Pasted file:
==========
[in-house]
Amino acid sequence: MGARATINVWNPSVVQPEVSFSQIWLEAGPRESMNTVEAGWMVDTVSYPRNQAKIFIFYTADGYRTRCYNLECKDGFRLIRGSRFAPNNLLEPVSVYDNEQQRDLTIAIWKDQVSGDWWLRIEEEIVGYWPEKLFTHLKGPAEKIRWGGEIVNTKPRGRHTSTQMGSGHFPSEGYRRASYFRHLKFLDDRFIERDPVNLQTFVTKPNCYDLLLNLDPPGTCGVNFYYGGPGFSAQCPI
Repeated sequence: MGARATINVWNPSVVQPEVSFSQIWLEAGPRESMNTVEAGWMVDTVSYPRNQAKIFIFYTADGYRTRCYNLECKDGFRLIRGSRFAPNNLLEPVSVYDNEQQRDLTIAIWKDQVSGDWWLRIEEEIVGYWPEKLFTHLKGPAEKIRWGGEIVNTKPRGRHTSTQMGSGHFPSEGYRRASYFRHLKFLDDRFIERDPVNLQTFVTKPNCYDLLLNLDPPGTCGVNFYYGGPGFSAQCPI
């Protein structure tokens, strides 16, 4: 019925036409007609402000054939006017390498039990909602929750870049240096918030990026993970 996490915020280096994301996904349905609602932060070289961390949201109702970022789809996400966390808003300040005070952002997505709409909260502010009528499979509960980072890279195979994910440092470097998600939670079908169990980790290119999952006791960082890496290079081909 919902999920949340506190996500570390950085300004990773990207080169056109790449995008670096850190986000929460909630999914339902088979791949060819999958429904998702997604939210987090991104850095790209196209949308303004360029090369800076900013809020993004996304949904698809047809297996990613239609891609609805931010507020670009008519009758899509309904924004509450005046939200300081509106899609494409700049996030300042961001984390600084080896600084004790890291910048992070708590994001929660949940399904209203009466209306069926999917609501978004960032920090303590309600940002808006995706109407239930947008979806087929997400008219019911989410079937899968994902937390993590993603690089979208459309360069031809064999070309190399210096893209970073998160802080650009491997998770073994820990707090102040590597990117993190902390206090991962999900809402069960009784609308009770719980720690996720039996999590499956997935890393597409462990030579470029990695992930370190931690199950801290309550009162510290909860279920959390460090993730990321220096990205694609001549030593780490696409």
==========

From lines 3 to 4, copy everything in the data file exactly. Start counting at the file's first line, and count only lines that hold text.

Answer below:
Repeated sequence: MGARATINVWNPSVVQPEVSFSQIWLEAGPRESMNTVEAGWMVDTVSYPRNQAKIFIFYTADGYRTRCYNLECKDGFRLIRGSRFAPNNLLEPVSVYDNEQQRDLTIAIWKDQVSGDWWLRIEEEIVGYWPEKLFTHLKGPAEKIRWGGEIVNTKPRGRHTSTQMGSGHFPSEGYRRASYFRHLKFLDDRFIERDPVNLQTFVTKPNCYDLLLNLDPPGTCGVNFYYGGPGFSAQCPI
């Protein structure tokens, strides 16, 4: 019925036409007609402000054939006017390498039990909602929750870049240096918030990026993970 996490915020280096994301996904349905609602932060070289961390949201109702970022789809996400966390808003300040005070952002997505709409909260502010009528499979509960980072890279195979994910440092470097998600939670079908169990980790290119999952006791960082890496290079081909 919902999920949340506190996500570390950085300004990773990207080169056109790449995008670096850190986000929460909630999914339902088979791949060819999958429904998702997604939210987090991104850095790209196209949308303004360029090369800076900013809020993004996304949904698809047809297996990613239609891609609805931010507020670009008519009758899509309904924004509450005046939200300081509106899609494409700049996030300042961001984390600084080896600084004790890291910048992070708590994001929660949940399904209203009466209306069926999917609501978004960032920090303590309600940002808006995706109407239930947008979806087929997400008219019911989410079937899968994902937390993590993603690089979208459309360069031809064999070309190399210096893209970073998160802080650009491997998770073994820990707090102040590597990117993190902390206090991962999900809402069960009784609308009770719980720690996720039996999590499956997935890393597409462990030579470029990695992930370190931690199950801290309550009162510290909860279920959390460090993730990321220096990205694609001549030593780490696409």